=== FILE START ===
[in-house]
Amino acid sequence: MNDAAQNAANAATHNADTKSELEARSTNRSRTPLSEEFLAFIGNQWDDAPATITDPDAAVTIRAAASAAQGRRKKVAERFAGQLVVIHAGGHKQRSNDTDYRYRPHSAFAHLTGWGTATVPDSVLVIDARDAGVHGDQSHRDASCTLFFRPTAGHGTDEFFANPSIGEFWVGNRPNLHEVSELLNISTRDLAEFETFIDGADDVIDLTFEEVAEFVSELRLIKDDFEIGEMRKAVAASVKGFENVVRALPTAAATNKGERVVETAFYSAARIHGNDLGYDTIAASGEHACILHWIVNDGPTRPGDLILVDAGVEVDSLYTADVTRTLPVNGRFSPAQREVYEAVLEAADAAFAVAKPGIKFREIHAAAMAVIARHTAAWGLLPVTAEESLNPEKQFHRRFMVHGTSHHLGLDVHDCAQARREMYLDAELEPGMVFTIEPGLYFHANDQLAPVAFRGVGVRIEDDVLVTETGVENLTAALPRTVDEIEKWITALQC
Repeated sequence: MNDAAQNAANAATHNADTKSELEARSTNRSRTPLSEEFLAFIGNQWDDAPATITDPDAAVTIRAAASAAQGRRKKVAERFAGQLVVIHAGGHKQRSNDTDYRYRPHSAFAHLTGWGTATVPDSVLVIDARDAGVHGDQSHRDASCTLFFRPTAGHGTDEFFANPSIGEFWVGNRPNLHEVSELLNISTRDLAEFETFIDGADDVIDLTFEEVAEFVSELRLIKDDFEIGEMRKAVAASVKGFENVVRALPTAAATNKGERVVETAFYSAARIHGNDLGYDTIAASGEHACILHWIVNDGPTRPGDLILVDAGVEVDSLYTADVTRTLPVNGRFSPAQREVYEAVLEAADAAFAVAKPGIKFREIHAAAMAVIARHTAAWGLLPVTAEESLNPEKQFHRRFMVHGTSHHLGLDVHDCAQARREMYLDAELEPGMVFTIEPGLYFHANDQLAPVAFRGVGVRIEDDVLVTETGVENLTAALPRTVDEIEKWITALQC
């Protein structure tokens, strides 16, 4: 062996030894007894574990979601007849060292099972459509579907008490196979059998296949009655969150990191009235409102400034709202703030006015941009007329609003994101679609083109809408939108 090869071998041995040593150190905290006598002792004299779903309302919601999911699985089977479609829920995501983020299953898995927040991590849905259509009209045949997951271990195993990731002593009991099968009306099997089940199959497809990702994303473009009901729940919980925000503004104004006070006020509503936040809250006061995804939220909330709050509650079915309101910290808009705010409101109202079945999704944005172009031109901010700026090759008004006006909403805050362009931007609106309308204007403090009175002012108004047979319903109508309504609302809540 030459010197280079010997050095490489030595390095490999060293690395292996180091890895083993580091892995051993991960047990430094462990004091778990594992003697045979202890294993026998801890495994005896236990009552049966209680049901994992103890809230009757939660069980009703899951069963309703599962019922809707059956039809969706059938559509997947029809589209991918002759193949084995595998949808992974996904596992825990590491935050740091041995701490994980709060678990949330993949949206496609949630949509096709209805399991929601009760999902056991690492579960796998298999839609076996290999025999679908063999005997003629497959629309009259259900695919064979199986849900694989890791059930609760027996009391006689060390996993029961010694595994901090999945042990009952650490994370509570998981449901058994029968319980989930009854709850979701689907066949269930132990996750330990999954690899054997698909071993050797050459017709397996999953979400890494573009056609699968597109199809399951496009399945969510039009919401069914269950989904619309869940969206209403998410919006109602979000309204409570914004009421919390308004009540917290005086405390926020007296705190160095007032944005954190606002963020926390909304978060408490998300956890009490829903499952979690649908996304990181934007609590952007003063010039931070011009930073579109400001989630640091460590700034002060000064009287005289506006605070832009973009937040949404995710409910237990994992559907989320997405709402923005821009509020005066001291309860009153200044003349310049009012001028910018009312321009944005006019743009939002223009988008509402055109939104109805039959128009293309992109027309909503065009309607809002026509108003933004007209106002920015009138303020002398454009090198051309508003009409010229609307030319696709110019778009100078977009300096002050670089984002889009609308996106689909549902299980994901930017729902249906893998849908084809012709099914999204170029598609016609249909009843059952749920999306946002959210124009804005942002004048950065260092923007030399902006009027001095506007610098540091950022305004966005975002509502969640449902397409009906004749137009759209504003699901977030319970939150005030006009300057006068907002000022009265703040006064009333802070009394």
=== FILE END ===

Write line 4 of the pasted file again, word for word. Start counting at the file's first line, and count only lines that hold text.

């Protein structure tokens, strides 16, 4: 062996030894007894574990979601007849060292099972459509579907008490196979059998296949009655969150990191009235409102400034709202703030006015941009007329609003994101679609083109809408939108 090869071998041995040593150190905290006598002792004299779903309302919601999911699985089977479609829920995501983020299953898995927040991590849905259509009209045949997951271990195993990731002593009991099968009306099997089940199959497809990702994303473009009901729940919980925000503004104004006070006020509503936040809250006061995804939220909330709050509650079915309101910290808009705010409101109202079945999704944005172009031109901010700026090759008004006006909403805050362009931007609106309308204007403090009175002012108004047979319903109508309504609302809540 030459010197280079010997050095490489030595390095490999060293690395292996180091890895083993580091892995051993991960047990430094462990004091778990594992003697045979202890294993026998801890495994005896236990009552049966209680049901994992103890809230009757939660069980009703899951069963309703599962019922809707059956039809969706059938559509997947029809589209991918002759193949084995595998949808992974996904596992825990590491935050740091041995701490994980709060678990949330993949949206496609949630949509096709209805399991929601009760999902056991690492579960796998298999839609076996290999025999679908063999005997003629497959629309009259259900695919064979199986849900694989890791059930609760027996009391006689060390996993029961010694595994901090999945042990009952650490994370509570998981449901058994029968319980989930009854709850979701689907066949269930132990996750330990999954690899054997698909071993050797050459017709397996999953979400890494573009056609699968597109199809399951496009399945969510039009919401069914269950989904619309869940969206209403998410919006109602979000309204409570914004009421919390308004009540917290005086405390926020007296705190160095007032944005954190606002963020926390909304978060408490998300956890009490829903499952979690649908996304990181934007609590952007003063010039931070011009930073579109400001989630640091460590700034002060000064009287005289506006605070832009973009937040949404995710409910237990994992559907989320997405709402923005821009509020005066001291309860009153200044003349310049009012001028910018009312321009944005006019743009939002223009988008509402055109939104109805039959128009293309992109027309909503065009309607809002026509108003933004007209106002920015009138303020002398454009090198051309508003009409010229609307030319696709110019778009100078977009300096002050670089984002889009609308996106689909549902299980994901930017729902249906893998849908084809012709099914999204170029598609016609249909009843059952749920999306946002959210124009804005942002004048950065260092923007030399902006009027001095506007610098540091950022305004966005975002509502969640449902397409009906004749137009759209504003699901977030319970939150005030006009300057006068907002000022009265703040006064009333802070009394």